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Water Cyber Hacks

Autor:   •  November 30, 2018  •  Essay  •  548 Words (3 Pages)  •  101 Views

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The first notable incident in the water sector took place in 1994, when a hacker using a dial-up modem gained access to the computer network of the Salt River Project in Arizona. The intrusion involved at least a 5-hour session where the hacker had access to water and power monitoring data. Τhe perpetrator was a hacker who believed he had the right to pursue his intellectual freedom through his hacking activities.

It was another 6 years before a confirmed incident clearly involving malicious intent occurred. It is known today as the Maroochy attack, named after the area in Queensland, Australia where it occurred. In the spring of 2000, a former employee of an Australian organization that develops manufacturing software applied for a job with the local government, but was rejected. Over a 2-month period, this individual reportedly used a radio transmitter on as many as 46 occasions to remotely break into the controls of a treatment system. He altered electronic data for particular pumping stations and caused malfunctions in their operations, releasing about 800.000 Liters of raw sewage into nearby rivers and parks.

Often however there is no malicious intent behind some failures. In December 2005 for example, the Taum Sauk Water Storage Dam, approximately 100 miles south of St. Louis, Missouri, suffered a catastrophic failure, releasing a billion gallons of water. According to the dam’s operator, the incident may have occurred because gauges at the dam read differently than the gauges at the dam’s remote monitoring station.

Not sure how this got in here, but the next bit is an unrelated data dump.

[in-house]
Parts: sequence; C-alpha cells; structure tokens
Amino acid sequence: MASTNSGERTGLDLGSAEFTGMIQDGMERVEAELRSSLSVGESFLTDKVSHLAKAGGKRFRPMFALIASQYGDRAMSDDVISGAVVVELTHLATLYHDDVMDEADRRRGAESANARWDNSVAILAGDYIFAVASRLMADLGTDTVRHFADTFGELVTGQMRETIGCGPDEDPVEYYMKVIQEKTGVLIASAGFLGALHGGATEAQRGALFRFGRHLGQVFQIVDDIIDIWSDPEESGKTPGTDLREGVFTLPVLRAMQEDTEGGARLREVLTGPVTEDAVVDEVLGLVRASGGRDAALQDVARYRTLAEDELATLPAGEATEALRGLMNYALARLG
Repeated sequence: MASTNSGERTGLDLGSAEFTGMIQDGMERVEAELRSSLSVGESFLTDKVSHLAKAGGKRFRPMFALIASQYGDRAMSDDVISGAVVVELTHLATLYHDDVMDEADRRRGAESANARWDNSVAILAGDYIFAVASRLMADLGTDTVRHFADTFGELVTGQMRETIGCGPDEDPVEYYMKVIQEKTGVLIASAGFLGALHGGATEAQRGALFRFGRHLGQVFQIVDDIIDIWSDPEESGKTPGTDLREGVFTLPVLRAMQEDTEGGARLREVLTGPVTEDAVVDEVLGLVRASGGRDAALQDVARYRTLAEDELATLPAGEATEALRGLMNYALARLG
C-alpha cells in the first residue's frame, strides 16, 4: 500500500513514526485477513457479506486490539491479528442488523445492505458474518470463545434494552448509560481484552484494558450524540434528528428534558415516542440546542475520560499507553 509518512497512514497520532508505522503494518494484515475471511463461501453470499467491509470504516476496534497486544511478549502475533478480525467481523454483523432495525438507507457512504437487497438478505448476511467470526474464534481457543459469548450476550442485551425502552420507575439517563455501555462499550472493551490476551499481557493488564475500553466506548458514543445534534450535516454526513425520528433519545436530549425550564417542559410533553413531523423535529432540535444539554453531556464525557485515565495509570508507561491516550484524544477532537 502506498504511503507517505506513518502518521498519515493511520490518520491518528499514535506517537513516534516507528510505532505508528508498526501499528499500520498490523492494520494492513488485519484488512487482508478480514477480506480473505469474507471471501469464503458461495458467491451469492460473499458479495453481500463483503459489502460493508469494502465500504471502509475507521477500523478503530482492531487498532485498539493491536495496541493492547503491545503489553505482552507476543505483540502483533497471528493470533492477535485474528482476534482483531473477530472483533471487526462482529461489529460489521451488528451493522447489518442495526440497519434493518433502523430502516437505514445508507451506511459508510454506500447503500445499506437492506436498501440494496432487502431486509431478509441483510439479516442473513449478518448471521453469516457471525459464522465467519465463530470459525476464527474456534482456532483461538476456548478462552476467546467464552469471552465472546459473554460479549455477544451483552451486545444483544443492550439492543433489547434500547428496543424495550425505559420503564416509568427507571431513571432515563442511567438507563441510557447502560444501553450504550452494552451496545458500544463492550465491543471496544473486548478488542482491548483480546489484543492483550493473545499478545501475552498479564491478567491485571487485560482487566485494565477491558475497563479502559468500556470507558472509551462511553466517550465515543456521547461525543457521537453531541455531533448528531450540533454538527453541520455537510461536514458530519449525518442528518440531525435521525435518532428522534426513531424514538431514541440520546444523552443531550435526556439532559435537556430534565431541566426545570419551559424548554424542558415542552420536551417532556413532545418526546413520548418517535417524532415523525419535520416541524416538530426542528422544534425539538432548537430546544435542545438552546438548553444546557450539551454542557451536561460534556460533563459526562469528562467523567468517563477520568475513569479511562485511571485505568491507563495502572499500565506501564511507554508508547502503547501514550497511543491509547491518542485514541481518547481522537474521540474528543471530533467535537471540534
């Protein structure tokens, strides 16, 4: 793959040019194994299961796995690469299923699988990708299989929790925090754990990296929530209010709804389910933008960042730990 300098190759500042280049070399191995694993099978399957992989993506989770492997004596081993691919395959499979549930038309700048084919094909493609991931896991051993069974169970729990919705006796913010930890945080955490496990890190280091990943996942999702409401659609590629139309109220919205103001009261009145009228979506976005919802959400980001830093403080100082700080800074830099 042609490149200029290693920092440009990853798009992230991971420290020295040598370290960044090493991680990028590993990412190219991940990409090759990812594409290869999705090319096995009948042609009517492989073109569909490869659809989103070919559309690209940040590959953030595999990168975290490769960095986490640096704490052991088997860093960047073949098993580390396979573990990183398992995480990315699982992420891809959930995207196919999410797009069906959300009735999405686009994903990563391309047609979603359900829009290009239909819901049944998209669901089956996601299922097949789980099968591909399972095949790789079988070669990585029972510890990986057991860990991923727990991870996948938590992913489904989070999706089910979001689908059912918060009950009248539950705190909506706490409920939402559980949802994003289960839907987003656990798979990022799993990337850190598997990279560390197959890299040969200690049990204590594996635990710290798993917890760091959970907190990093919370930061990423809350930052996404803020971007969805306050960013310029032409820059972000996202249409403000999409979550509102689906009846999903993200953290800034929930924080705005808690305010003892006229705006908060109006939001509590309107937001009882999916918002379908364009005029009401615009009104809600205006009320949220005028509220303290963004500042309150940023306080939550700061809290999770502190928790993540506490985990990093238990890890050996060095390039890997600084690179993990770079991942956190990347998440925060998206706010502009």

This was followed by two incidents that involved unauthorized access. In 2006, a hacker connecting from outside the United States was reported to have intruded into the network of a water plant in Harrisburg, Pennsylvania. The attack involved the installation of malware that could, but didn’t affect the plant’s operations.

The next year, a former electrical supervisor of a small canal system in California was sentenced to 10 years in prison for having installed software on a SCADA system, causing water to be diverted from the Sacramento River. He was reported to have carried out the attack on the day he was dismissed after 17 years of employment.

The 2011 failure of a water plant in Springfield, Illinois was widely reported as the first foreign cyberattack on a public utility in the United States. Later however it was shown to be a normal failure of a pump that had malfunctioned several times in the past. Suspicions had been raised because of a user who had connected to the network from a Russian IP address. After investigation, the user proved to be a contractor who had accessed the network remotely, while in Russia on business.


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